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Classical Rev Rocks Constella Festival

Mary Ellyn Hutton
Posted: Oct 15, 2013 - 3:56:14 PM in reviews_2013

Il Troubadore, left to right, clarinetist Leonie Leduc, percussionist Paul Radecki, mandolinist Robert Bruce Scott and cellist Jon Silpayamanant

Klingons in the house.

That was the buzz as creatures right out of “Star Trek,” with ridged foreheads and beards, began appearing in the back room at Northside Tavern Sunday night.

The occasion was Classical Revolution, an international movement to bring classical music to the people. To do so, events are held in highly accessible venues, such as bars and taverns, featuring artists of varying styles and backgrounds. The Cincinnati chapter of Classical Revolution (check them out at www.classicalrevolutioncincinnati.com) presents informal concerts every second Sunday at Northside Tavern. This month’s event was part of the 2013 Constella Festival.

The Klingons, aka Il Troubadore Klingon Music Project (Indianapolis’ 24th century Klingon Opera Ensemble), took a turn onstage, as did the Price Hill String Quartet, NANOWorks Opera Company, the saxophone duo Brickmeat and the Allan Pray Ensemble.

Talk about diversity.

Violinist and Constella founder/artistic director Tatiana Berman even performed a work by New York composer Missy Mazzoli, composer-in-residence with Constella this year.

The back room of the Tavern quickly became crowded as the program got started, with patrons at the bar lending an ear along with those seated at tables in the room.

Where to begin? With Joseph Haydn, of course, father of the classical symphony and string quartet, who was represented by the Price Hill Quartet -- violinist Janet Carpenter (sitting in for Scott Jackson, who was away on tour), violinist Rachel Frankenfeld, violist Stephen Goist and cellist Laura Jekel. After a brisk, cheerful performance of the first and last movements of Haydn’s String Quartet, Op. 74, No. 2, they added some variety of their own with the first movement of Bedrich Smetana’s String Quartet No. 1, “From My Life” -- invested with drama by violist Goist -- and Astor Piazzolla’s blazing, gritty “Four for Tango.”

Would you believe an opera about the U.S. housing bubble? Enter NANOWorks’ “The Bubble” with libretto by Kendall A and music by Jennifer Jolley. This 25-minute work -- a kind of socio-political satire in the tradition of Kurt Weill and Bertolt Brecht -- is, in a word, brilliant, from conception to execution. Premiered in June at the Cincinnati Fringe Festival, “The Bubble” follows a hapless college freshman (The Ditz, also “Cutie Pie”) from taking out a student loan, to using it as collateral to buy a house she cannot afford, all goaded by a cadre of greedy adults.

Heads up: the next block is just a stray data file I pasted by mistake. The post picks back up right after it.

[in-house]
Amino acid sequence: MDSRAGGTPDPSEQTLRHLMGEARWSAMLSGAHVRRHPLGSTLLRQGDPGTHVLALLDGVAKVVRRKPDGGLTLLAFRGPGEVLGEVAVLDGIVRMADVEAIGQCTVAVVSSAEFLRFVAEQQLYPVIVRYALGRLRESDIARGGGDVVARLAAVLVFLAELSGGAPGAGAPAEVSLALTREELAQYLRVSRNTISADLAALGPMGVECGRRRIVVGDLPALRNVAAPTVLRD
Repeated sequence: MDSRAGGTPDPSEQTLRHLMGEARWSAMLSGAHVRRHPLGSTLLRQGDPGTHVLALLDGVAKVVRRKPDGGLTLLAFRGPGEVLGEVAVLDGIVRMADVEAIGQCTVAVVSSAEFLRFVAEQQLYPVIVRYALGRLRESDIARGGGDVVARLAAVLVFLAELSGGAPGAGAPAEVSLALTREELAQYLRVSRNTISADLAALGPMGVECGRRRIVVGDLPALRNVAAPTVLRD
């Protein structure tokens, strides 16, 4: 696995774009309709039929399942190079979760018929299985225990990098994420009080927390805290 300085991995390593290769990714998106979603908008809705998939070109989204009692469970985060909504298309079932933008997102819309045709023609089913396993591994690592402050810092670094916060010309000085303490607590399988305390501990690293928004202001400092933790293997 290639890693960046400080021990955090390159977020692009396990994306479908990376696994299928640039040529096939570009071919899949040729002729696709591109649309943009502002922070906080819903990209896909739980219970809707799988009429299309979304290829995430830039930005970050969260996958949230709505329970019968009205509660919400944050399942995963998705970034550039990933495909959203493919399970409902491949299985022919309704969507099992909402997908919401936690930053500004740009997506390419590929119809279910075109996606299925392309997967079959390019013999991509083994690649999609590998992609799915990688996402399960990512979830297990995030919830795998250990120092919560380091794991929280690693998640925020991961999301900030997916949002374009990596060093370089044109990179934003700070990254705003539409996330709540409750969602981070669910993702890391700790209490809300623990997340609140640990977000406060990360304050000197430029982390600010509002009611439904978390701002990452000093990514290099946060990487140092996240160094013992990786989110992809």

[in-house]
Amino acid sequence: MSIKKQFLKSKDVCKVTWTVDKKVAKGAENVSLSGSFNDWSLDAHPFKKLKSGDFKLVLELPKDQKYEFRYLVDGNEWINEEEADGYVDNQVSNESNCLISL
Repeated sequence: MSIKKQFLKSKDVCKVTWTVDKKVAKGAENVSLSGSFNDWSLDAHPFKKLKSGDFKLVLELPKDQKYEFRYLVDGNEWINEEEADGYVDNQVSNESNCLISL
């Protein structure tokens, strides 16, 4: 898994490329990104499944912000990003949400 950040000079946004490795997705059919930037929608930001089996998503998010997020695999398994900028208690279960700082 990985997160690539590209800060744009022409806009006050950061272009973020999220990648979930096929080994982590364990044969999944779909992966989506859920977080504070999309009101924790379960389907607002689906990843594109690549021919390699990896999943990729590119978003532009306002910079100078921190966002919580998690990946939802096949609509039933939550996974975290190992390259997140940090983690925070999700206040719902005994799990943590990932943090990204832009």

Led by NANOWorks music director Aik Khai Pung, with Liz Remizowski at the keyboard, it was a bundle of laughs, with a bubbly score and a wickedly clever libretto spiced with lines such as “what a glorious place, what glorious times, making dollars from dimes” and “collateralized debt obligations are the backbone of nations” (Jolley inserted a quote from the funeral march of Beethoven’s Symphony No. 3 as The Ditz signed her legal documents).

The singers were fine tuned to their roles: tenor Allan Palacios Chan as the Dean/Mortgage Broker, tenor Will Reed as the Banker, baritone Christopher Brandon Morales as the Landlord/Realtor and baritone Andrew Whelan as the Financier. Jolley herself was engagingly meek in the non-singing role of The Ditz who carries a balloon offstage at the end, only to have it burst.

This was a hard act to follow but no one could do it better than Berman, who put a world of expression into Mazzoli’s “Dissolve, O My Heart” for solo violin (inspired, we are told. by the Chaconne from Bach's Partita in D Minor). From its soft beginning through passages of agitation and strife to a final soft, high harmonic, it had an anguished feel, tempered by acceptance and resignation (the title comes from an aria in Bach's "St. John Passion").

Brickmeat – saxophonists Jonathan Brink and Woody Chenoweth -- and offered a pair of duos for soprano saxophone by Australian composer Russell Gilmour, followed by “The Doll’s Lament” by Cesar Franck, arranged for soprano and alto sax. Their piece de resistance was “Black” (by Marc Mellits), which featured one rhythmic riff after another, with constant interplay between the voices.

Il Troubadour – cellist Jon Silpayamanant, mandolinist Robert Bruce Scott, percussionist Paul Radecki and clarinetist Leonie Leduc – was founded in 2009 with a mission is to perform “all the songs of the multiverse,” hence their Klingon ID. Their repertoire includes, they say, over 700 songs from 60 countries in 37 languages, including art music, pop music, world music, their own music, you name it (they sing in Klingon, too). This made for a delightful show, complete with lessons in Klingon (majQa’ means “very good”).

There was the fierce, pounding “Klingon War Song” and a song from “planet Freddie" (“Another One Bites the Dust"). “The Klingon Love Song” was sung with breathless ardor by Scott. “Moon Song” from the Klingon Opera “‘u’“ featured some stratospheric cello playing by Silpayamanant. Their “German love song,” “Sie liebt dich” (“ja, ja, ja”) did not get lost in translation, nor did their “Japanese folk song” (“Mr. Roboto”). A request from Classical Revolution Cincinnati founder/director Laura Sabo came “from a galaxy far, far away” (“Yub Nub”).

All of this elicited whoops from the crowd, giving the Allan Pray Ensemble, a nine-piece folk band, a really hard act to follow. However, after considerable time setting up, they did so to good effect, despite the lateness of the hour (and a considerably diminished audience).